From city trader to being a mum of three and then going on to set up Rush UK – one of the UK’s leading trampoline parks – we just had to find out how Sam Williams has done it all. And to think it could have been another story entirely had BA accepted her application to become a pilot!
Why we think Sam rocks:
Came top in her year as a Maths graduate from Bath University. In 1994 had a graduate role at Arthur Anderson, but decided accountancy was not for her. Won a scholarship to do a Masters in Mathematics at Oxford University. In 1996 applied to train as a Pilot at BA and got turned down. Went on to work for JP Morgan and for the next 8 years also worked for Credit Suisse and Deutsche as a hedge fund derivatives structurer and marketer. In 2005 stopped work to have a family and during this time trained as a freelance personal trainer! In 2014 partnered with a US manufacturer of trampoline parks to set up Rush. Launched Rush UK:High Wycombe in 2015 and Rush UK:Birmingham in November 2016.
Sanzen Digital’s interview with Sam Williams, Rush UK
SD: You first learnt about trampoline parks watching an episode of E-entertainment! What spurred you to think this would be a great business idea for you?
SW: My friends will tell you that I’m always coming up with ideas for a business, which are often hare-brained in their opinion! And for a long while, my priority had been to do something around my kids. I knew I wanted to do something that was similar to a family member club; as I got tired of spending time with my kids in cold village halls drinking nasty coffee. I wanted a place that was a heaven for the kids and a haven for the parents (which subsequently has been my personal motto for Rush). There were places like that popping up in London but these were expensive and I just knew there was a potential market out here in Bucks.
SD: So how does a mum of three from a corporate banking background launch a trampoline park?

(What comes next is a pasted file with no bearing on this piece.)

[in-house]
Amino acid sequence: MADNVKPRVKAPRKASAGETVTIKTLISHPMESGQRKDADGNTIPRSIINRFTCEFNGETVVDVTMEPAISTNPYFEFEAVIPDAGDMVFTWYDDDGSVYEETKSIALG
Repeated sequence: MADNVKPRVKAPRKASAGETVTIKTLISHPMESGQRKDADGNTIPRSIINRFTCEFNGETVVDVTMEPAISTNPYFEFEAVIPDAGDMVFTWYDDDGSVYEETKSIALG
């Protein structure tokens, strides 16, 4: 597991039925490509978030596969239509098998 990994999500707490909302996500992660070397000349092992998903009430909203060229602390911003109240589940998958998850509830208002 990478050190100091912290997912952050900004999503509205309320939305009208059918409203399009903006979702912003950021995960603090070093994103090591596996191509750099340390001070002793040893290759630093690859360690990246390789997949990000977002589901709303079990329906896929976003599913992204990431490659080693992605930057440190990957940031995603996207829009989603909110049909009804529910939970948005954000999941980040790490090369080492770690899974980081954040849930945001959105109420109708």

SW: I did tonnes of research, and put together a business plan. I talked to potential investors, which was a real learning curve for me. But I eventually partnered with a leading US manufacturer of trampoline parks who was looking to get into the UK market. I literally did everything from my kitchen table. I looked for ideal locations, negotiated lease terms with landlords, applied for planning consent, worked on the planning of the layout; basically all the project management, recruitment, and marketing. I also knew I had to be willing to invest and hire someone to help with communications and PR which has paid off tremendously.
“I want other women, especially other mums, to know it is possible to achieve running a business on this scale if they want to – you just need to stick with it. Whenever I felt guilty about the kids, my mum would remind me that the kids will survive; that it’s a small sacrifice and we would come out the other end – and we have”
SD: What has been your biggest challenge as an SME and how have you met that challenge?
SW: The challenge has been catching up on ourselves in terms of the systems, process and people. We had to move quickly to secure locations and as a result grown from zero to two sites within a year. We’re now in the process of making the business more efficient. And having my husband Tim, an experienced hedge fund investment manager and previously trained as an accountant come on board, has helped me meet this challenge.
Also as a mother of three young children I had the added challenge of needing to be around for them. I have a fantastic au pair, but I still had to do as much as I could. I often started my day around 5am to fit the work on the project. During that first year, I may have been there in body for my kids but not in mind and that was difficult. But now things are more settled I’m able to give more of my time again. Weekends have become family time once more.
SD: Your husband Tim joined Rush full time last year, how has that been for the two of you?!